Improving Upon Perfection, Part Seven

(Parts 1-6 of this series here, here, here, here, here and here.)

Having just written, at length, about King Crimson (check it HERE), it seems appropriate to revisit another song from their remarkable early-’80s era. It makes even more sense to choose the song “Thela Hun Ginjeet” (an anagram for “heat in the jungle”) as we head into what might be the hottest day of the year.

Here is a snippet from the KC feature, appraising this era of the band:

It was during the next string of albums, commencing with Discipline (1981) that King Crimson set itself apart as the only original era prog band to make significant (not to mention enjoyable) music after 1980. A case could be made that Discipline represents some of their finest playing/composing. Retaining Bruford and recruiting the ludicrously versatile bassist Tony Levin, it was the audacious decision to employ a second guitarist (Adrian Belew, who also handled vocal duties) that gives this collective its characteristic sound.

Fripp had not been inactive during King Crimson’s hiatus: his work with Brian Eno, David Bowie and Peter Gabriel feature some of the most inspired—and imitated—guitar pyrotechnics of his career. His exposure to new wave, complemented by an increasingly globe-ranging palette, alongside Belew’s supple support, results in material that is challenging yet concise.

(On this track the impact of second-guitarist, vocalist and visionary Adrian Belew is immediate and indelible.)

From 1981:

And, for good measure, here they are doing it live.

How do you improve upon that? Well, you can’t obviously. But you can have fun with it. Les Claypool, excuse me, Colonel Les Claypool’s Fearless Flying Frog Brigade, incorporated this gem (who does that? who would ever have thought to go there? who could have pulled it off? These are all rhetorical questions) into their live sets in the early ’00s.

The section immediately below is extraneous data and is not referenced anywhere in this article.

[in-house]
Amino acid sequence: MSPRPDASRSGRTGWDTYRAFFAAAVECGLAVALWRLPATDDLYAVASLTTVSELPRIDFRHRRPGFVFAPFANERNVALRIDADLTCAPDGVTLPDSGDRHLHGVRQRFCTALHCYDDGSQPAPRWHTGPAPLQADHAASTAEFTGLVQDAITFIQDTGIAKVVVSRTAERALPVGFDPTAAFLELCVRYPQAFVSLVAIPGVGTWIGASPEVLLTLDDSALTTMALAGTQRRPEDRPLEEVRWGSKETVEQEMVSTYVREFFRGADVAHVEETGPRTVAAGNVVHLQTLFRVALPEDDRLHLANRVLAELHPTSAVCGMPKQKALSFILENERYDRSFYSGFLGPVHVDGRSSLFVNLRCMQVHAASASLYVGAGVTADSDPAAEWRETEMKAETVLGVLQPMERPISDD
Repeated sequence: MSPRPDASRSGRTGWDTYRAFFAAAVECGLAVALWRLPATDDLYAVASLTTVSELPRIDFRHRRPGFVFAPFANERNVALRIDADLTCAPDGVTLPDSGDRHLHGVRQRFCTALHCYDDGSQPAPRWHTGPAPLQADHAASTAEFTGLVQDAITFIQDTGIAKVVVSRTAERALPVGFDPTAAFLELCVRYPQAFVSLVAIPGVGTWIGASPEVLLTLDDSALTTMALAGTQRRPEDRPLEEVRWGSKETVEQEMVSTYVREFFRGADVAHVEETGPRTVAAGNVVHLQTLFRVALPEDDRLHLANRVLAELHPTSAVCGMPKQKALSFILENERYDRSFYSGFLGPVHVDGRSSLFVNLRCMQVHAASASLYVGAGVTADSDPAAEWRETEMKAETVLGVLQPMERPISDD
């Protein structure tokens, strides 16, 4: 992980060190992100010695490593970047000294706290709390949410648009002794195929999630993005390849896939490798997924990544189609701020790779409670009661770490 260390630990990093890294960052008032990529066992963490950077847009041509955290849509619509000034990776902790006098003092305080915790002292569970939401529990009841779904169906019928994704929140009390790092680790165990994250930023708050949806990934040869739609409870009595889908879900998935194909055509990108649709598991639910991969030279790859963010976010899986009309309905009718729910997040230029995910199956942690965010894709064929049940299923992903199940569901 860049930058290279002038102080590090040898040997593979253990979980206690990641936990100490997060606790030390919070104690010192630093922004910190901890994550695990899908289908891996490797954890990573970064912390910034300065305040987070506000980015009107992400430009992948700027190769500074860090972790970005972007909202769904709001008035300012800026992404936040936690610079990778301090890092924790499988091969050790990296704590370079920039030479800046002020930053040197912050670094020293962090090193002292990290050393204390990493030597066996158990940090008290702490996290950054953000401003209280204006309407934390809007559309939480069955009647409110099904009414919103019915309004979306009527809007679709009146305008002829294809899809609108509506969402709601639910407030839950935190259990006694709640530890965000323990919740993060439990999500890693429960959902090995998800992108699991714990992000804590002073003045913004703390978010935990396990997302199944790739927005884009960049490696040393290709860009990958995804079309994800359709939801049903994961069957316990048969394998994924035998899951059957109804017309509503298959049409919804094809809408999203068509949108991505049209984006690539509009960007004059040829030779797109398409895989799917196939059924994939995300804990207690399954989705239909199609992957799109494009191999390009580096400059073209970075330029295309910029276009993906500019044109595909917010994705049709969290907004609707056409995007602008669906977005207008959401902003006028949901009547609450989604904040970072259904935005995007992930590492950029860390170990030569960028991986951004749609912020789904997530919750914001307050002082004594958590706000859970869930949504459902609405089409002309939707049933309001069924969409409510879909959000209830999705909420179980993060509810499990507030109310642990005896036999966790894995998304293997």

I’ve written a bit about Claypool (HERE), and suffice it to say, he ranks high on the ledger of artists (and iconoclasts) I most admire.

This album clocked in at #49 on my personal list of 50 albums from the last decade (more on that HERE). My assessment of the album is below:

Official title: Colonel Les Claypool’s Fearless Flying Frog Brigade: Live Frogs, Set One. To be certain, set two (a ballsy –and brilliant– cover of Pink Floyd’s uncoverable masterpiece Animals) is also enthusiastically recommended. As impressive as Claypool and crew’s deconstruction of Floyd is, the most satisfying cover on either set is their spirited take on King Crimson’s (uncoverable!) “Thela Hun Ginjeet” (Critters Buggin saxophonist and guest genius Skerik –more on him HERE– is typically en fuego throughout these proceedings). You have to bring more than a little to the table to keep up with Claypool, but if you’ve got game, and are ready to follow him down the rabbit hole, the subsequent delights are considerable.

Claypool has been nothing if not productive and boundary-pushing in his admirable career, but the turn of the century found him as inspired and engaged as he’s ever been: between the Flying Frog gigs and his short-lived stint with semi-supergroup Oysterhead, Les was living large. This music does not appeal to any superficial demographic, but it’s also not weird for weird’s sake; it’s intense, ebullient and a window into the restless mind of one our true contemporary trailblazers.

And, for good measure, here they are doing it live.

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